A convicted felon was charged with possession of heroin and fentanyl in what might be the largest seizure of the drug in county history, police said.
Luis Manuel Charchabal, 55, was arrested around 12:30 a.m. Thursday after a long-term joint narcotics investigation conducted by the state attorney’s office and the Miami-Dade Police Department, according to Miami-Dade state attorney's office spokesman Ed Griffith.
Charchabal was charged with three counts of illegal trafficking of heroin, a first-degree felony, and three counts of possession with intent to deliver, a second-degree felony.
According to court records, he was convicted of cocaine possession in 1997.
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Thursday’s seizure of 2.5 kilograms of heroin and fentanyl may be the largest the county’s state attorney’s office has recorded, Griffith said.
“There’s not really a clear track, but [this amount] has not really been heard of,” Griffith said. “We’ve not handled a case this big.”
Fentanyl is a synthetic and much more potent version of heroin, so strong that just a few grains can kill an adult. Use of both has risen sharply in Miami-Dade, and dozens of cases in South Florida in the last few years have involved heroin cut with its synthetic cousin to up its potency — and its risk of causing an overdose.
Miami-Dade police made the arrest Thursday, and federal agencies are assisting in evaluating the seized drugs, Griffith said.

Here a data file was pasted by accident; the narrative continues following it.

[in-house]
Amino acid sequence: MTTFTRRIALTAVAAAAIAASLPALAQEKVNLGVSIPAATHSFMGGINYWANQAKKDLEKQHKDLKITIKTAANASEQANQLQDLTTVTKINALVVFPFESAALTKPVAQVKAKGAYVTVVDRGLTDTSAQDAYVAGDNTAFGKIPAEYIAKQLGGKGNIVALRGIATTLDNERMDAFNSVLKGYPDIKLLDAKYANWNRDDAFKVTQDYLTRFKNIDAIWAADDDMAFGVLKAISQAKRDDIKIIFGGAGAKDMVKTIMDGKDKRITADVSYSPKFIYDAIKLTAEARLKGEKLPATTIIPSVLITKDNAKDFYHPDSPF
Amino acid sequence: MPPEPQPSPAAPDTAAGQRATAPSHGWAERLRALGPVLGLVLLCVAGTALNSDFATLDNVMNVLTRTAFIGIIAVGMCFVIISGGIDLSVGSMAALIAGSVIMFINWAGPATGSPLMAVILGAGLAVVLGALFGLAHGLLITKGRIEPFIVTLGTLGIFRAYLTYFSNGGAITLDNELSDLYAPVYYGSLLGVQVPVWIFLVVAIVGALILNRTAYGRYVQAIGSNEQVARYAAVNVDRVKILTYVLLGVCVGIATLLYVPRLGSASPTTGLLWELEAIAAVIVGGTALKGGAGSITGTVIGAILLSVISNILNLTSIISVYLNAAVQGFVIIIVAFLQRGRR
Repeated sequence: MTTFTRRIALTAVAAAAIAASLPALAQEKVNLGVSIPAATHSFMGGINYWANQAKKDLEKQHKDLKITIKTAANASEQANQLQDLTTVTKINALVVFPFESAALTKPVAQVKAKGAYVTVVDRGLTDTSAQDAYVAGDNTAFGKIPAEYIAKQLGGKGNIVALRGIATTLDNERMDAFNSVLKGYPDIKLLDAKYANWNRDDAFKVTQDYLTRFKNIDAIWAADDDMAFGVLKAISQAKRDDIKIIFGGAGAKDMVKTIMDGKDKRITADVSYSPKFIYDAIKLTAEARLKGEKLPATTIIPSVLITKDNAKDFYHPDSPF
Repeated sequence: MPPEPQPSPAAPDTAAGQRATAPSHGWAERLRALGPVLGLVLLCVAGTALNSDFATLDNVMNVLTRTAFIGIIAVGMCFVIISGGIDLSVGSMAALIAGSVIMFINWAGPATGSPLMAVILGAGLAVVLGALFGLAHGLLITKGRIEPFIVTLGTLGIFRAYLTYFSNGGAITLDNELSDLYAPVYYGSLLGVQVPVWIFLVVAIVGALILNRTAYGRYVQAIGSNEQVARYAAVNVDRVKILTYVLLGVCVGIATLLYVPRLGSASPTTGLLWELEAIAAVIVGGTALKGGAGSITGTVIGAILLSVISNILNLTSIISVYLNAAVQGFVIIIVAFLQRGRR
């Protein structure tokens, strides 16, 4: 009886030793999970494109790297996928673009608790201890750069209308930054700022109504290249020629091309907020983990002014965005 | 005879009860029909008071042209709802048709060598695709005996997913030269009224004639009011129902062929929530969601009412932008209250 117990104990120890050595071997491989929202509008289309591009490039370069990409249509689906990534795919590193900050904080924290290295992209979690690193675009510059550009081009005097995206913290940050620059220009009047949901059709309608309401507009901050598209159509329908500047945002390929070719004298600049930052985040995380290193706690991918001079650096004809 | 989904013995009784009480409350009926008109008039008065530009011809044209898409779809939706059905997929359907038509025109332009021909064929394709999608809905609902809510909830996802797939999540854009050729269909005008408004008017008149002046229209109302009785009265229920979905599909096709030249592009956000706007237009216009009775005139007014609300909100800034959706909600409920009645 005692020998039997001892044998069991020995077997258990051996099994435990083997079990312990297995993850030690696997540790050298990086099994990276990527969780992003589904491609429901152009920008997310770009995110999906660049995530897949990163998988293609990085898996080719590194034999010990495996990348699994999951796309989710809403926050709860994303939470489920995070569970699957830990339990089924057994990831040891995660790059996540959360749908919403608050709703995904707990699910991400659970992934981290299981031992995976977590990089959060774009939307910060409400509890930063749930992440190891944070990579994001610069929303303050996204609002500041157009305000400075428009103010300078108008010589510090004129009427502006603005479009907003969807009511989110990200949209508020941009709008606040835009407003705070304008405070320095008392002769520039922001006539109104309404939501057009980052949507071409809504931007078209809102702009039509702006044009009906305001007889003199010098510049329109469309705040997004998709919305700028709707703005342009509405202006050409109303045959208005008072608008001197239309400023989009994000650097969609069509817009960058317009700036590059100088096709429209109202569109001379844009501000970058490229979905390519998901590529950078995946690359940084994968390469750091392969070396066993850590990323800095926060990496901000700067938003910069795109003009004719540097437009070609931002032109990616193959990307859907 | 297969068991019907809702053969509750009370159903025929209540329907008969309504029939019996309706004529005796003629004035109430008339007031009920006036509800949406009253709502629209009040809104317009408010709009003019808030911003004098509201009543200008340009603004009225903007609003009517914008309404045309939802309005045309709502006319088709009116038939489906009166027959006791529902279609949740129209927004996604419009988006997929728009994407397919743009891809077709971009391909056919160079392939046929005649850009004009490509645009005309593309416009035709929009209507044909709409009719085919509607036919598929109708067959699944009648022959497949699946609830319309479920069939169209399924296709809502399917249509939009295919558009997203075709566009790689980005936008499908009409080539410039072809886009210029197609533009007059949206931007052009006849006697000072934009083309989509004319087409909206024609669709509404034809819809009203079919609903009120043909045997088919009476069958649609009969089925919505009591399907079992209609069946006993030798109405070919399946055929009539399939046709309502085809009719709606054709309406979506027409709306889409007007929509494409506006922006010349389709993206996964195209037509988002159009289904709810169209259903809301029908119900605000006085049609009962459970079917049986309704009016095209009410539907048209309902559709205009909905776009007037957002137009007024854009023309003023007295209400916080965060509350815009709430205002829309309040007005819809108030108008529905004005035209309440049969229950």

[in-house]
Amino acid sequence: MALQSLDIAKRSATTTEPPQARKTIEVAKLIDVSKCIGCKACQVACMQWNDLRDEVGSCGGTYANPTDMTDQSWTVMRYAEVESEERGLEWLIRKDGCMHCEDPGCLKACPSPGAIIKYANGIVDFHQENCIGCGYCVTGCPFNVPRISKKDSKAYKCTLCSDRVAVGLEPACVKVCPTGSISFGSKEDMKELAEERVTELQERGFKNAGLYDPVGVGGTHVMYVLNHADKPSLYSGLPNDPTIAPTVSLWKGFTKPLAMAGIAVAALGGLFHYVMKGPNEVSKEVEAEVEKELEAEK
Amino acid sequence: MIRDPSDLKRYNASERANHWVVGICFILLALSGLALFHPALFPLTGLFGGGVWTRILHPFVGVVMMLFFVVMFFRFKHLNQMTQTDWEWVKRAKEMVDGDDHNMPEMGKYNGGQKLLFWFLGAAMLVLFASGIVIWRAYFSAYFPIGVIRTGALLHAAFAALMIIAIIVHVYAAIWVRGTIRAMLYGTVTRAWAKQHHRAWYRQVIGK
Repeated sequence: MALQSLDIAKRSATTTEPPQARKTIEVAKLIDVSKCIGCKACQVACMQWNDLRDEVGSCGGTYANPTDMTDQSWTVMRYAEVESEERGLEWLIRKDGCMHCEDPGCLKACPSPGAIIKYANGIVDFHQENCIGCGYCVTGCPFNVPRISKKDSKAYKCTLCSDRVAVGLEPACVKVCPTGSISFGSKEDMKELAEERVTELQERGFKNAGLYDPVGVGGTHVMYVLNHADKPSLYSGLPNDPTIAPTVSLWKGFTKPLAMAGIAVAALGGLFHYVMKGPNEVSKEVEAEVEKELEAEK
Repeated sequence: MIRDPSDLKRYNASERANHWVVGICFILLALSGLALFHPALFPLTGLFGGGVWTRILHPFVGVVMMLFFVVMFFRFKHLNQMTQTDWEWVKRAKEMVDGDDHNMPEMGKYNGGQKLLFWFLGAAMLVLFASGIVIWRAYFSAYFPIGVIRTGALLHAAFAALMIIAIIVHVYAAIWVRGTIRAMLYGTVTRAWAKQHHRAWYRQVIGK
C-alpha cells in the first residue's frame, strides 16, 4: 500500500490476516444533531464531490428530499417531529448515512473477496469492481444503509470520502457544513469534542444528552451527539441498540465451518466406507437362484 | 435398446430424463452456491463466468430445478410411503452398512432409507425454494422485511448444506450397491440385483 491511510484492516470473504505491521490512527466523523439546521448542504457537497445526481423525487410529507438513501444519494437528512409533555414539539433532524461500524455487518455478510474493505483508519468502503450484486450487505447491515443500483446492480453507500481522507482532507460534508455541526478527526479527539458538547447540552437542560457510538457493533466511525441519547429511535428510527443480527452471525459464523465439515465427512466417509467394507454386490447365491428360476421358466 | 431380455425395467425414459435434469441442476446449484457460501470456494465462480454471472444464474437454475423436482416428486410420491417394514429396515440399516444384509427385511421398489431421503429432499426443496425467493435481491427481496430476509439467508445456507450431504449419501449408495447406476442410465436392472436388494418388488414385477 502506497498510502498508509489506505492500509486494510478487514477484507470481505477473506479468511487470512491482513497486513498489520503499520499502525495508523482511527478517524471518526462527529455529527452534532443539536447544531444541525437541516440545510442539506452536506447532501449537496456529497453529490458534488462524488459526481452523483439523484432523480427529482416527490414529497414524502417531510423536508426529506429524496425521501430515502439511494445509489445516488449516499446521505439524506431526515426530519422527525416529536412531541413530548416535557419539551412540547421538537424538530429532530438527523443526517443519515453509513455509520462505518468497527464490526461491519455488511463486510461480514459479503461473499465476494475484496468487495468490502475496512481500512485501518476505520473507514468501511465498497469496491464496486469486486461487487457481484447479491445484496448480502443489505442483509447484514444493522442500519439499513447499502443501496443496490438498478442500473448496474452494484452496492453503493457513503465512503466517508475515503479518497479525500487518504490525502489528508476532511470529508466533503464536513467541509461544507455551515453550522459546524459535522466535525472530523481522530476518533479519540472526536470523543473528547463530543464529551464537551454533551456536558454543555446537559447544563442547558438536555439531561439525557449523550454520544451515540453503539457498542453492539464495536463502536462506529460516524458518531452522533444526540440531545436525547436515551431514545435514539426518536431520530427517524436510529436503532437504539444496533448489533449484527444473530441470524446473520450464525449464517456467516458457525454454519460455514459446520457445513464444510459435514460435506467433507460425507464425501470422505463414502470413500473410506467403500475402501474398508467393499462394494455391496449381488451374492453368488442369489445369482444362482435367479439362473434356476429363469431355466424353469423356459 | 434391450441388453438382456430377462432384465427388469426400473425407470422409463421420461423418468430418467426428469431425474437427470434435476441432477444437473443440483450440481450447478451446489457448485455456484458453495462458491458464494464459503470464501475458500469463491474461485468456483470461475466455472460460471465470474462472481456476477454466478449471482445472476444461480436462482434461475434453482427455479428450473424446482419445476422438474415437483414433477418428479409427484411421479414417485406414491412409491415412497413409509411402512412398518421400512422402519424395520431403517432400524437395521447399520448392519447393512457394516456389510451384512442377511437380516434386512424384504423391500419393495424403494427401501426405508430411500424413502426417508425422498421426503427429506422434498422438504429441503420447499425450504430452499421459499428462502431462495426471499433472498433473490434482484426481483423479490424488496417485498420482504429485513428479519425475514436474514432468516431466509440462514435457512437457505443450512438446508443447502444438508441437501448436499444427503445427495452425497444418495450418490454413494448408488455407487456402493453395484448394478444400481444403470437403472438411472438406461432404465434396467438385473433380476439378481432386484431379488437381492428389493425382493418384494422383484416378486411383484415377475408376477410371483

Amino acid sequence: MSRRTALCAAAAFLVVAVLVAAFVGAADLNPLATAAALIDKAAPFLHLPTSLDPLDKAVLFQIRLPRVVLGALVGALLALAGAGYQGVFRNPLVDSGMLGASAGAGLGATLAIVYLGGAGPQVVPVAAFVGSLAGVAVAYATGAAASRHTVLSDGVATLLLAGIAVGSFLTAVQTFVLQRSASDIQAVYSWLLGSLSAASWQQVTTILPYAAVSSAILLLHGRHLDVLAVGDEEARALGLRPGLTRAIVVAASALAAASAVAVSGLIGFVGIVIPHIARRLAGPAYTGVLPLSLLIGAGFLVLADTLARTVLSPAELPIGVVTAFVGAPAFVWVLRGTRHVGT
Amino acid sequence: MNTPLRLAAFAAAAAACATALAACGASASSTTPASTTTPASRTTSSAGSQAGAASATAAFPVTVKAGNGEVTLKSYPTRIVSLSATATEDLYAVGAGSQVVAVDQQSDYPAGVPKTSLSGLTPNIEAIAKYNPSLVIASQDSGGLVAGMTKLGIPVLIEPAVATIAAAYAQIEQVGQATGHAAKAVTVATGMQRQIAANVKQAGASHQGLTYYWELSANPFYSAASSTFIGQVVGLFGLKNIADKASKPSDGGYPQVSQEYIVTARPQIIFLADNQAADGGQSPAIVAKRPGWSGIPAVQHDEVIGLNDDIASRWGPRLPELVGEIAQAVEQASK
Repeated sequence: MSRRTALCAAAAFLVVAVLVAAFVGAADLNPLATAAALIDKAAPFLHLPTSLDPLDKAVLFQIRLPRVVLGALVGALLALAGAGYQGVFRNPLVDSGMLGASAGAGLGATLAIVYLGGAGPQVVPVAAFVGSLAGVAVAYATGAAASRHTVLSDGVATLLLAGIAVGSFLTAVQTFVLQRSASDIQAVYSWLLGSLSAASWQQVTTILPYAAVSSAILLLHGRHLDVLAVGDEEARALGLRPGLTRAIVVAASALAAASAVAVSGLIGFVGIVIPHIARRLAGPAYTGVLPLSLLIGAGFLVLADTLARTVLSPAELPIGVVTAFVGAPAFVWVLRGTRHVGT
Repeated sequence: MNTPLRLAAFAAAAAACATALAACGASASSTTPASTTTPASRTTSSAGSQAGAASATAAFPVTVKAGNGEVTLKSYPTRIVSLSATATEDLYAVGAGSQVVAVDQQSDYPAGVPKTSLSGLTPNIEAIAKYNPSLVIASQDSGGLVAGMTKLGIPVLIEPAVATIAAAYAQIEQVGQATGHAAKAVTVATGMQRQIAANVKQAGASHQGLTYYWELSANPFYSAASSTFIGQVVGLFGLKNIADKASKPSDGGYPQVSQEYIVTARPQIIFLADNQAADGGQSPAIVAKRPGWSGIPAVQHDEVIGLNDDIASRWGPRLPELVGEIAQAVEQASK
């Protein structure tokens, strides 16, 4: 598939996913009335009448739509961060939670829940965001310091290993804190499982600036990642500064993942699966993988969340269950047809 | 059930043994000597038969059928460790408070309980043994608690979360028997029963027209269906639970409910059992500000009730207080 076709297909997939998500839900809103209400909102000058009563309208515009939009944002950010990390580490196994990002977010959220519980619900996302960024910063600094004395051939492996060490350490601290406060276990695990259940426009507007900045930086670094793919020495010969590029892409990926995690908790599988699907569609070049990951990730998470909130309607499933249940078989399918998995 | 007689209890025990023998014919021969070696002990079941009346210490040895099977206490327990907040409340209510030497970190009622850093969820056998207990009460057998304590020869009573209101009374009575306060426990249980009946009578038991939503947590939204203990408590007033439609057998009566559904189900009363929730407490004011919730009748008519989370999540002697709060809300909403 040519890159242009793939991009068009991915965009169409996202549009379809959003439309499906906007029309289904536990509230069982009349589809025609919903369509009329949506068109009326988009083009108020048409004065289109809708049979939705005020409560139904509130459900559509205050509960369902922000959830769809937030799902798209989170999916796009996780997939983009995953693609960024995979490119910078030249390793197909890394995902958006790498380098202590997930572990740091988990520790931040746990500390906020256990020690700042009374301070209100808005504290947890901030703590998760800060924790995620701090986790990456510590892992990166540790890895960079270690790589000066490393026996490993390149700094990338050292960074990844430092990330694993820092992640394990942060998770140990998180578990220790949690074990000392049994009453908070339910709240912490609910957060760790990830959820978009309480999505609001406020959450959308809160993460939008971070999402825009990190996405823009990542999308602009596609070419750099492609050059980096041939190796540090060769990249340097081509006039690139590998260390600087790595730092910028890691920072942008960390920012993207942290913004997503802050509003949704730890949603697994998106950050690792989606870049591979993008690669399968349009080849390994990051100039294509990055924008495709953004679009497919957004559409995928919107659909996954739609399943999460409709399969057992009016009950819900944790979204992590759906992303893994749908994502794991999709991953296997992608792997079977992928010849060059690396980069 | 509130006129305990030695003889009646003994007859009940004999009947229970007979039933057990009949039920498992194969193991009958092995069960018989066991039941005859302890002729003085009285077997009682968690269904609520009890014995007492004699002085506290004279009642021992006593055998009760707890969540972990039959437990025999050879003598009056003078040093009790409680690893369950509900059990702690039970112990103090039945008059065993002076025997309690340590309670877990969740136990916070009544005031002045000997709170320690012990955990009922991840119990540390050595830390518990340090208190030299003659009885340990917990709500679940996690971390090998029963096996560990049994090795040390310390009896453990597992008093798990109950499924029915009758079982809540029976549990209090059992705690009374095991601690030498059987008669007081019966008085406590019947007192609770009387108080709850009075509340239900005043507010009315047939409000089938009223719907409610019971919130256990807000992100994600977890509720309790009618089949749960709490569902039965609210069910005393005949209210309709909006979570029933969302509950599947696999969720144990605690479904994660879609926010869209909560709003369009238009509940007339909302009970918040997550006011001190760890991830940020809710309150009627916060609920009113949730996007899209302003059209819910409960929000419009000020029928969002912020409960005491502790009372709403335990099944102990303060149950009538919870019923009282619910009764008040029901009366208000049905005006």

“Selling Fentanyl is selling death by a different name,” State Attorney Katherine Fernandez Rundle said in a statement. “The opioid epidemic that America, Florida and Dade County are all experiencing is made possible by those individuals who see illegal profits as more important than human life. In this community, we will continue to fight such drug dealers on the streets and work to end addiction through our drug court.”
Miami-Dade Police Department Director Juan J. Perez, in the statement, stressed the ongoing impact of opioids both in South Florida and across the country.
“This case serves as just one example of the ongoing efforts of Narcotics Bureau detectives who will continue to work diligently, together with our law enforcement partners, to prevent additional overdose tragedies related to this poison,” he said.
A previous version of this headline did not specify Thursday’s drug bust was likely the largest fentanyl seizure in the county’s history, not the largest drug seizure.